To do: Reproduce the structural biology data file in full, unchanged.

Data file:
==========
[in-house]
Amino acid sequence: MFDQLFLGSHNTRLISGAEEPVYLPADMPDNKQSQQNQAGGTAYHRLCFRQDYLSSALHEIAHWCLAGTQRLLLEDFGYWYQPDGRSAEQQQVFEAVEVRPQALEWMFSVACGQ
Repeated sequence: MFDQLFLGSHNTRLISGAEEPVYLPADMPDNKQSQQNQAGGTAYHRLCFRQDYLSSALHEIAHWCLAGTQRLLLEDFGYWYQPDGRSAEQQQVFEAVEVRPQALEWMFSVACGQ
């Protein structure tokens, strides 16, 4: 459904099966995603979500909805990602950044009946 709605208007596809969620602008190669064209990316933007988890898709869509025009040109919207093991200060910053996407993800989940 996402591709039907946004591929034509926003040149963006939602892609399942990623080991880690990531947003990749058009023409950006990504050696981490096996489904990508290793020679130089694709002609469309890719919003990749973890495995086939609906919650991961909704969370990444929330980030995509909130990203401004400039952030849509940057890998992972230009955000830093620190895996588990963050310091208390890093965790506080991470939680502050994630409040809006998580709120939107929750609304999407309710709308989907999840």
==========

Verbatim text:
[in-house]
Amino acid sequence: MFDQLFLGSHNTRLISGAEEPVYLPADMPDNKQSQQNQAGGTAYHRLCFRQDYLSSALHEIAHWCLAGTQRLLLEDFGYWYQPDGRSAEQQQVFEAVEVRPQALEWMFSVACGQ
Repeated sequence: MFDQLFLGSHNTRLISGAEEPVYLPADMPDNKQSQQNQAGGTAYHRLCFRQDYLSSALHEIAHWCLAGTQRLLLEDFGYWYQPDGRSAEQQQVFEAVEVRPQALEWMFSVACGQ
């Protein structure tokens, strides 16, 4: 459904099966995603979500909805990602950044009946 709605208007596809969620602008190669064209990316933007988890898709869509025009040109919207093991200060910053996407993800989940 996402591709039907946004591929034509926003040149963006939602892609399942990623080991880690990531947003990749058009023409950006990504050696981490096996489904990508290793020679130089694709002609469309890719919003990749973890495995086939609906919650991961909704969370990444929330980030995509909130990203401004400039952030849509940057890998992972230009955000830093620190895996588990963050310091208390890093965790506080991470939680502050994630409040809006998580709120939107929750609304999407309710709308989907999840």